Say hello to the 'careful-cam'
Review The performance of compact cameras has greatly improved over the years, largely as a result of advances in auto technology. Improved autofocus, white balance and exposure systems mean that most pictures will turn out sharp and correctly exposed, while face- and smile-detection systems mean you're more likely to snap your subject’s face rather than the tree behind.
But you know what? Even with all these advances, there are still times when shooting in auto mode produces less-than-satisfying results.
Ricoh's CX1: say hello to the 'careful-cam'
There are, of course, various features that can increase the odds of getting optimum picture quality, such as auto bracketing. But Ricoh has taken this a stage further with the launch of the CX1. It’s a camera with so many fail-safe features that we’ve dubbed it the Careful-Cam.
Not sure if your shot is correctly focused? Why not use a system that shoots seven consecutive shots at different focal lengths to ensure that at least one of them is pin-sharp? And there’s more technology like this lurking under the CX1’s body. But is it all worth the effort or simply marketing hype? Let’s consider the evidence.
Ricoh has gone for a minimalist design with the CX1. OK, that’s a posh way of saying it has a rather austere look about it. At the top is a small power button, shutter, zoom lever and mode dial. At the back is a large, 3in LCD screen with 920,000 dots; Menu, function, self timer/delete and display buttons arranged vertically; and a tiny joystick control. Press the centre of the joystick and you can quickly make adjustments to parameters such as ISO speed and white balance; pushing the joystick lets you change the flash and macro settings.
A nice, big 3in LCD
On the right is a tiny flap covering a mini USB port, and at the bottom, a flap for a lithium ion battery and SD/SDHC card. In terms of size, the CX1 is certainly pocketable, but it does look a tad wide compared with many of the slimline cameras on the market. Its dimensions are 101.5 x 58.3 x 27.9mm and the weight with battery and card is around 200g.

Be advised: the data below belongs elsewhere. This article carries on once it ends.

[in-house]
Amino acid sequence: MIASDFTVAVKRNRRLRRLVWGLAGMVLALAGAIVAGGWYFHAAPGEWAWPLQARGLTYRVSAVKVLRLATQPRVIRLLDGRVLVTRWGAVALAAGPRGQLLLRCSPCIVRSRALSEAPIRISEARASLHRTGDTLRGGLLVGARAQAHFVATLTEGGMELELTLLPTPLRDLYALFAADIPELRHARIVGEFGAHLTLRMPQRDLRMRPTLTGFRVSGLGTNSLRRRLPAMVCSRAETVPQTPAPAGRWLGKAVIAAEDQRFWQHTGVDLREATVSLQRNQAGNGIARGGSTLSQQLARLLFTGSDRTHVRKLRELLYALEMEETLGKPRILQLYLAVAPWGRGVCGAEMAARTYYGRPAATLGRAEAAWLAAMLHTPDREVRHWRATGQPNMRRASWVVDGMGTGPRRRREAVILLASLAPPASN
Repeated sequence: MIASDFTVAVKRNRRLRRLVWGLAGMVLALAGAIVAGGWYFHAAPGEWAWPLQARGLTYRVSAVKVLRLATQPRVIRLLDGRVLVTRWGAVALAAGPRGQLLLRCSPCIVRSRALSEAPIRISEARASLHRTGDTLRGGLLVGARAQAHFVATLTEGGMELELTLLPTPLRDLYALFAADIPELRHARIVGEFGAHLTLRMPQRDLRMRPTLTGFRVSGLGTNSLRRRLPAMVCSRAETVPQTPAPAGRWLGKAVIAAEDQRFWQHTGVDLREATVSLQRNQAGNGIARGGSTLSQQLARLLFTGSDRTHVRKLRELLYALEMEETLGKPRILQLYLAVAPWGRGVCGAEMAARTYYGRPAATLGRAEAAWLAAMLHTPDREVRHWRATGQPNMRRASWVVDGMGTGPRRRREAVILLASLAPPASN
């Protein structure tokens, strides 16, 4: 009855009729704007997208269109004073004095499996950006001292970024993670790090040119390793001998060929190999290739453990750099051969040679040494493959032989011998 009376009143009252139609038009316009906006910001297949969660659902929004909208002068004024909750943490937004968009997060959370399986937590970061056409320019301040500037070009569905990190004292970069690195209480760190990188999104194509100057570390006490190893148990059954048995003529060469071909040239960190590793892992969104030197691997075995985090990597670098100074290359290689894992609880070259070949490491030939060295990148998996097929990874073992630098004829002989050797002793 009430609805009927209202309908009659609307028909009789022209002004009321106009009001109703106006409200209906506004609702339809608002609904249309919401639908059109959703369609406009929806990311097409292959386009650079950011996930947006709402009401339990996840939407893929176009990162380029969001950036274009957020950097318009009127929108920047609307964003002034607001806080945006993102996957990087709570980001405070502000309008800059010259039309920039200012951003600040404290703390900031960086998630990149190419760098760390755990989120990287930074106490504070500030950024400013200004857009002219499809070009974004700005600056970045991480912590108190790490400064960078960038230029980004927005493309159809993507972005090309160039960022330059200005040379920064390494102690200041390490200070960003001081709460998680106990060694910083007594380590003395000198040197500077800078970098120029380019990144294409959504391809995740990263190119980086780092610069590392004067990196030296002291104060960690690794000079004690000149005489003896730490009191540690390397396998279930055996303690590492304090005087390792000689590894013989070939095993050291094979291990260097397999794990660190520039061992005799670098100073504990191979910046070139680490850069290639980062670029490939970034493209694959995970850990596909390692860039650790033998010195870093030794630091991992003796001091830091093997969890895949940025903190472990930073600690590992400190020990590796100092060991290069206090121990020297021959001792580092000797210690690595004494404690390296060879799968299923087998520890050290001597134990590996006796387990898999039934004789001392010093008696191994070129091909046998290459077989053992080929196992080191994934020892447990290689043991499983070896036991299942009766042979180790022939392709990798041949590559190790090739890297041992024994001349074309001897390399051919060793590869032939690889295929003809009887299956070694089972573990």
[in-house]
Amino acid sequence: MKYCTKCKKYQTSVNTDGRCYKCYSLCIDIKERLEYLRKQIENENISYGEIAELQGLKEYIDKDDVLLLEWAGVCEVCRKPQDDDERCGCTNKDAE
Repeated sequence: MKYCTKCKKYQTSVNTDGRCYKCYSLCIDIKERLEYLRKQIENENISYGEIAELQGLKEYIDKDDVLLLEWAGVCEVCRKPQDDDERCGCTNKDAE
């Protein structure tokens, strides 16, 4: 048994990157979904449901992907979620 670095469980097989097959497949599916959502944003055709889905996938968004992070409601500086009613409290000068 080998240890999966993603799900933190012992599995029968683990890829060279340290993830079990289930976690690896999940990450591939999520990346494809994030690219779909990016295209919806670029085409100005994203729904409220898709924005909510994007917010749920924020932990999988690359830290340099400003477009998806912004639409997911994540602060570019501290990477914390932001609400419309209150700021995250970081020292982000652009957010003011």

Of all the digital camera, there are no comparison to tradition film camera when come to instant clear shot after one another with almost 0 wait time. Most current available digital camera in market, with 7 megpix or larger image size, will blur or pause if you try take 3-8 continuous high resolution snaps. Even the best sony or kodak, have this problem, particularly the pain in the neck batteries power hogging problem yet to solved.
I think the "party mode" option would be great - only it work as it should do in that mode. It would recognise potentially embarrassing or career-damaging situations and photograph those automatically, preferably slightly out of focus and - ahem - over-exposed...
It only takes half a year of moderate use to get a Ricoh camera broken. If you buy one of these, buy it in a shop so you can demand a replacement. Buying this brand via the net was a bad move to make, won't do it again...
The camera reviews on El Reg are all... they don't really cut the mustard.
By the way, the "HIGH-END" compact Ricoh is the GX200. A very interesting camera, yet sadly in urgent need of a better sensor with less noise issues. I say urgent as the GX200 has much better ergonomics & handling than what Canon (G10 heavy brick) & Panasonic (LX3 fiddly toy) offer at the high end. Once Ricoh updates that model they will likely be the best option for folks who actually want some nifty features in a compact that feels "right". If you're "only" after total image quality you're getting a Sigma DP anyway.
How long before I turn my camera on and send it out for walk to take a picture of anything that interests it ?
Automation surely has its limits ? Next mode will be 'party mode', switch to this and the camera will check alcohol levels and refuse to take a pic if you are more than three times over the limit.